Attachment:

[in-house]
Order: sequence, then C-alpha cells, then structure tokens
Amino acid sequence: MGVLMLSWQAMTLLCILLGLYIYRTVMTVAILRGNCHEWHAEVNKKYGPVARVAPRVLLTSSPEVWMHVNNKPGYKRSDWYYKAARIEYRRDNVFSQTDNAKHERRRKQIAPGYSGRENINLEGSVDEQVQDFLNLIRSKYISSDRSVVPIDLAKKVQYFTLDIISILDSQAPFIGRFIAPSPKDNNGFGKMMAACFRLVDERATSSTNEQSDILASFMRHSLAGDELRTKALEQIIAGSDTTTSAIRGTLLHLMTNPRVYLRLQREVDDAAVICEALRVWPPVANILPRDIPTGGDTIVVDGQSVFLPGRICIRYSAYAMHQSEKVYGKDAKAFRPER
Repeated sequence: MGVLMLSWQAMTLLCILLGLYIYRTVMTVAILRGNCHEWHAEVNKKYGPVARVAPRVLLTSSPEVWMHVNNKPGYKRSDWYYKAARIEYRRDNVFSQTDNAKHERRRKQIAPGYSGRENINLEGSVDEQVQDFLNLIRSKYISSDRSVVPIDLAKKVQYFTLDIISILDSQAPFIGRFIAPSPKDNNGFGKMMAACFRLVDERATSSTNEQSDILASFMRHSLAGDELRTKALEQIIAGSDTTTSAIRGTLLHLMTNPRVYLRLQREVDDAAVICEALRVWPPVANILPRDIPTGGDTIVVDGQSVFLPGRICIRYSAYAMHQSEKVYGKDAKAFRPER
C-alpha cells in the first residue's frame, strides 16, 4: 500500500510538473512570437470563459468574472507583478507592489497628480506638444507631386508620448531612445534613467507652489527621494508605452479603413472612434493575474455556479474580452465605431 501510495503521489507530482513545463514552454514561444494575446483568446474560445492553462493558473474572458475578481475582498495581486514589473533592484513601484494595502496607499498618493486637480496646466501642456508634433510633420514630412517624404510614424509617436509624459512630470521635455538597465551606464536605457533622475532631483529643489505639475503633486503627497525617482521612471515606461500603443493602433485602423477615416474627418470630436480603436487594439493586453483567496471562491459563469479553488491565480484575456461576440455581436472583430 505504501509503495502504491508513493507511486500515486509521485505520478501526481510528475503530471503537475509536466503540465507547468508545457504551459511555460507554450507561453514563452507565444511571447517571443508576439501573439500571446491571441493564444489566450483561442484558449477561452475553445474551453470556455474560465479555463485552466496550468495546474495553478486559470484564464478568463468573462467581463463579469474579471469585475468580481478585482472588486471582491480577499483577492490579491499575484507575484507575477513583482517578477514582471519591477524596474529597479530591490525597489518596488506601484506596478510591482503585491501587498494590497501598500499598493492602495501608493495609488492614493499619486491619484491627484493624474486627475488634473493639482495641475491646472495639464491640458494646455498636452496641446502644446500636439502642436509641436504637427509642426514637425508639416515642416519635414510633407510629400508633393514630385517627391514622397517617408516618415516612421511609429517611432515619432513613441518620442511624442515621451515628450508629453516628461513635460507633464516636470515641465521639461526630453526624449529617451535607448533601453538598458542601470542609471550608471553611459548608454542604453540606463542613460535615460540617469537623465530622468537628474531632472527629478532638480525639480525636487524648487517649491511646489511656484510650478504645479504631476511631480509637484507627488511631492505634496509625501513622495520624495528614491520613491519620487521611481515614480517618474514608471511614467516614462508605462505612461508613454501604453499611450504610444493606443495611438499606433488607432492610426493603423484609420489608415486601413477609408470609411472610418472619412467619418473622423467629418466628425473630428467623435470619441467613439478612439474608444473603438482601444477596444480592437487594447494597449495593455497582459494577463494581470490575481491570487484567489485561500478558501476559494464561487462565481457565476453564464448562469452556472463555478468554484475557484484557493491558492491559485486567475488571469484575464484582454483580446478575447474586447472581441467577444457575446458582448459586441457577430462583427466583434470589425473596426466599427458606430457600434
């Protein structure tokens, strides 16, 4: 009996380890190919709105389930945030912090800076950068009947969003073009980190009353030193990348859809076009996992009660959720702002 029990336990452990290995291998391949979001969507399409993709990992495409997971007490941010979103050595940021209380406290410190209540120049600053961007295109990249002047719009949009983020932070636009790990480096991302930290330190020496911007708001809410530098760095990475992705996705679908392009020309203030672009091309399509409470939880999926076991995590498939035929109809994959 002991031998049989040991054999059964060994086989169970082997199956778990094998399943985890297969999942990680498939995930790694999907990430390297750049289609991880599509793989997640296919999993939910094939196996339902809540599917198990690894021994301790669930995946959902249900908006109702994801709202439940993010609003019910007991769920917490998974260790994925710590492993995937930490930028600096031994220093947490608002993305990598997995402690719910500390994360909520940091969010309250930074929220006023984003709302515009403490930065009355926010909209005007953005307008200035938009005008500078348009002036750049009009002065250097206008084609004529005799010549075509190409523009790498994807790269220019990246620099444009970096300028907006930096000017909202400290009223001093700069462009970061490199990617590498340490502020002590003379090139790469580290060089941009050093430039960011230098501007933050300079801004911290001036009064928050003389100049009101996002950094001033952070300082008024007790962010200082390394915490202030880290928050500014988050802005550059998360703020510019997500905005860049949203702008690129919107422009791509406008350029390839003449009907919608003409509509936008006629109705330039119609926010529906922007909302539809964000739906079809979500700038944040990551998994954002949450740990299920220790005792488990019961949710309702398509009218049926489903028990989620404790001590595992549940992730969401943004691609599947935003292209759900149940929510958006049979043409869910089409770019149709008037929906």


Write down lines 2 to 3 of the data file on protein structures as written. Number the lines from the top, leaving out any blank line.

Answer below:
Order: sequence, then C-alpha cells, then structure tokens
Amino acid sequence: MGVLMLSWQAMTLLCILLGLYIYRTVMTVAILRGNCHEWHAEVNKKYGPVARVAPRVLLTSSPEVWMHVNNKPGYKRSDWYYKAARIEYRRDNVFSQTDNAKHERRRKQIAPGYSGRENINLEGSVDEQVQDFLNLIRSKYISSDRSVVPIDLAKKVQYFTLDIISILDSQAPFIGRFIAPSPKDNNGFGKMMAACFRLVDERATSSTNEQSDILASFMRHSLAGDELRTKALEQIIAGSDTTTSAIRGTLLHLMTNPRVYLRLQREVDDAAVICEALRVWPPVANILPRDIPTGGDTIVVDGQSVFLPGRICIRYSAYAMHQSEKVYGKDAKAFRPER